As in 1957, Europe’s founding fathers have gathered in Rome, the city of Romulus and Remus, to witness the birth of a new European order. Before them lies the European Constitution, the brainchild of countless deliberations and 15 months of negotiation by the Convention on the Future of Europe. Their task, as 46 years ago, is historic: from a Europe pregnant with promise they are to deliver a fledgling young union, a union that with nurturing will grow, in the words of Habermas, into a ‘postnational constellation’, a spectrum of states whose history and destinies are delicately arranged under the Union's 12-star-studded flag.
But now such star-gazing ideals face a rocky descent to earth. The negotiations in Rome risk showing that, even in the supposedly ‘postnational’ constellation, realpolitik between nation-states remains the true centre of gravity. Despite the fact that every state was represented in the Convention’s work, governments are now clambering to make changes. The British government has drawn its ‘red lines’, notably, on foreign and fiscal policy. The Catholic countries, and in particular Poland, are calling for a reference to Europe’s ‘Christian roots’ to be included in the constitutional treaty. Wlodzimierz Cimoszewicz, the Polish Foreign Minister, has declared it ‘out of the question’ that the treaty be accepted ‘as is’. Faced with the task of bringing a new entity into the world, Europe’s founding fathers want to argue more over whose features it should carry, and less over the well-being of the child itself.
Why has this come about? Some disappointed Euro-federalists have taken it as a further sign that Europe cannot be trusted to its governments – member states naturally pursue their own goals first and leave the European interest on the back-burner. The conclusion is that the future development of the EU should be taken out of the hands of state executives and placed in the lap of Europe’s peoples. This conclusion, of course, is fatally flawed: it neglects the fact that in most cases, governments are aggressively seeking changes to the constitution precisely because of pressure from their domestic electorates. No-one can doubt the domestic popularity of the Poles insistence on referring to Europe’s ‘Christian roots’ nor that of the tough negotiating stance of the British. Indeed, were it that neither government had a domestic electorate to please, it is unlikely that they would be so persistent.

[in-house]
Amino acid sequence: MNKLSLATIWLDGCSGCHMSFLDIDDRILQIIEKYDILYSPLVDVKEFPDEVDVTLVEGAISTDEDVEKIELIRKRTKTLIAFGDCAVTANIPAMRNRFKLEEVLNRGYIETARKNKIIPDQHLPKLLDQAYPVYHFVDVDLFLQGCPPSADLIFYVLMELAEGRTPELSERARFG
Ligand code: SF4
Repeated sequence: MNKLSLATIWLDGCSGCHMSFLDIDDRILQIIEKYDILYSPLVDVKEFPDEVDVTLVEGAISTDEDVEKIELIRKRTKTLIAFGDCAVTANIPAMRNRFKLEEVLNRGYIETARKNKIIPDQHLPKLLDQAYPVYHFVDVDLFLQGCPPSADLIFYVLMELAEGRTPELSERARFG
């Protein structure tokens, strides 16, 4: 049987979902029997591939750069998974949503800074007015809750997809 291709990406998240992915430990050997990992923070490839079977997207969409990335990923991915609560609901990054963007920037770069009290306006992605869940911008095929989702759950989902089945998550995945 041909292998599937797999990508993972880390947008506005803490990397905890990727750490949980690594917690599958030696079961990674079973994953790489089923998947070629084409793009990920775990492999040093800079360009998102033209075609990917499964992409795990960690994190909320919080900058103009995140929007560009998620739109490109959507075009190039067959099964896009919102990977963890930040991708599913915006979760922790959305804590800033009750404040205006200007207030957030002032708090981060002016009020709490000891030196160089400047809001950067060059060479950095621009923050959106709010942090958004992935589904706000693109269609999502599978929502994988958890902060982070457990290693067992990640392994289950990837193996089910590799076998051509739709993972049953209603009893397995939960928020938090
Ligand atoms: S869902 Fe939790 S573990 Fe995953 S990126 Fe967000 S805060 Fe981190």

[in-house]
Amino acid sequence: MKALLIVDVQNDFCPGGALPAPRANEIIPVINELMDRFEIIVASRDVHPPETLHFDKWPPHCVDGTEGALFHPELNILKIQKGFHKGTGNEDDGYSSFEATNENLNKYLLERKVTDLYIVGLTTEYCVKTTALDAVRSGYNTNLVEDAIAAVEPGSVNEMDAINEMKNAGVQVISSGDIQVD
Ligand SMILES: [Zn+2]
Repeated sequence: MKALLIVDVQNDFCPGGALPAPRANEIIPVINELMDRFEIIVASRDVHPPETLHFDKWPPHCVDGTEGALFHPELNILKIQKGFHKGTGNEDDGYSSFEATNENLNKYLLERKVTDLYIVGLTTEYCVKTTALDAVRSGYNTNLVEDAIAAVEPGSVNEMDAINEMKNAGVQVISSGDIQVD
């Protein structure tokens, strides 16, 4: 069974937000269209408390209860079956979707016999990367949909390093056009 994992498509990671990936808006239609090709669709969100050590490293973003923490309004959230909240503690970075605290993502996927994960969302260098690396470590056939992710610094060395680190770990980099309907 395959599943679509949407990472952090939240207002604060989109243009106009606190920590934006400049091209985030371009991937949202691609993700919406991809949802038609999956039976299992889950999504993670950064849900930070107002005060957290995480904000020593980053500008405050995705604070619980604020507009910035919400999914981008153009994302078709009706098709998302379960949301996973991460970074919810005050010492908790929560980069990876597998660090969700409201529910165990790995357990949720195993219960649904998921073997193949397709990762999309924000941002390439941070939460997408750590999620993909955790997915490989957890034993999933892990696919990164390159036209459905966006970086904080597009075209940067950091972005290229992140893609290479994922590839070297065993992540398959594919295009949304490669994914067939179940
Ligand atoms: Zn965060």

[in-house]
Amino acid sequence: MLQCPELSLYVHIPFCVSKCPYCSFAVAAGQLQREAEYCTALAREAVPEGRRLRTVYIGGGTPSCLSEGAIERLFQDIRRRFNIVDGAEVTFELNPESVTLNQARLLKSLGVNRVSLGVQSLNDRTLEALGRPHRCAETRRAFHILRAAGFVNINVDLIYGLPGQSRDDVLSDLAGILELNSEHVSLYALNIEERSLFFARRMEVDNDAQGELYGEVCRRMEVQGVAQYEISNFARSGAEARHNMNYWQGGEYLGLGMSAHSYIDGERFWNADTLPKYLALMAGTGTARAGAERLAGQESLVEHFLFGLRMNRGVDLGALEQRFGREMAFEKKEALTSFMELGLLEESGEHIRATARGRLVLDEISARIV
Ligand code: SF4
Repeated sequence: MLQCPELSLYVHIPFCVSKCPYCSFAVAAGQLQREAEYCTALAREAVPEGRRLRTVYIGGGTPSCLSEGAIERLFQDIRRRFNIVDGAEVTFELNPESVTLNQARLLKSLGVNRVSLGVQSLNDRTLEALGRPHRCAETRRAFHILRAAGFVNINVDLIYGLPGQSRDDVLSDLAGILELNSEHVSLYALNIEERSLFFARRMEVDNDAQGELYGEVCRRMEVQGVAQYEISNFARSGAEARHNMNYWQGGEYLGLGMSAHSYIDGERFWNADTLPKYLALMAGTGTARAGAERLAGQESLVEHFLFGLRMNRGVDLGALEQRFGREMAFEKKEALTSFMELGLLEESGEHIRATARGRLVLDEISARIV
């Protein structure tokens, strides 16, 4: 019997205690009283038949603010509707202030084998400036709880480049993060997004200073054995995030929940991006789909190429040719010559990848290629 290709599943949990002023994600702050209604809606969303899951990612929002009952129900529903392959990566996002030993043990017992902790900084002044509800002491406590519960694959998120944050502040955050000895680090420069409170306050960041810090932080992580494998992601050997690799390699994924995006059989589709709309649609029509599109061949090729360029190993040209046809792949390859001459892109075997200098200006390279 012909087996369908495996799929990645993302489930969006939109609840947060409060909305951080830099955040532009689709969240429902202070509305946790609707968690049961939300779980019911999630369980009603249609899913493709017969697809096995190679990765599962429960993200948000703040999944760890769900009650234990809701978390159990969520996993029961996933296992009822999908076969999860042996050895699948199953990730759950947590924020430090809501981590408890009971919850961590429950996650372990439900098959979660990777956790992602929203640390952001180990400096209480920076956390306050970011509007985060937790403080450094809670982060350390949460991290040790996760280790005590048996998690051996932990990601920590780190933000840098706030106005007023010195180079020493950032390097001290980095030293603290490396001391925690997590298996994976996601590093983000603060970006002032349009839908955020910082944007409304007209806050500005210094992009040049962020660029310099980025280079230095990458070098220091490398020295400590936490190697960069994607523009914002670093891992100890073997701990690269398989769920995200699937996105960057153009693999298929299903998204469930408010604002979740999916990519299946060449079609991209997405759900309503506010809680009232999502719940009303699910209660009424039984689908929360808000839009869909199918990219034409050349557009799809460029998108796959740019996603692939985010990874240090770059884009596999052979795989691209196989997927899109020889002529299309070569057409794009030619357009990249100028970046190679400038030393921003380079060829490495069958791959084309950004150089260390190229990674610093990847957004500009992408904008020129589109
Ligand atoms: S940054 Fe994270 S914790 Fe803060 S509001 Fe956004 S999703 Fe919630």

The problem, then, is not the ‘democratic deficit’, but paradoxically, the very fact that Europe’s elites are responsible to their national peoples, who simply do not share the same inspiration for the European ideal that they have. The problem, at the core, is the lack of a European demos, that is, a single people sharing common values and a sense of destiny. How, or indeed if, we are to find a solution is the central question of the European project itself. It is possible that, over a long period of time, participation in Europe’s institutions may install a sense of common purpose in Europe’s peoples. For the time being, there are plenty of signs to the contrary: among which the result of the recent Euro-referendum in Sweden, and the growth of euro-sceptical movements, are examples.
As for the negotiations in Rome, an abortive outcome is not an option. Enlargement has forced the need for institutional redesign, and an agreement must be reached. For every participant, the cost of failure would be higher than the cost of giving up whatever demands they still have on the European constitution – a calculation that even the most hard-headed foreign policy realist can understand.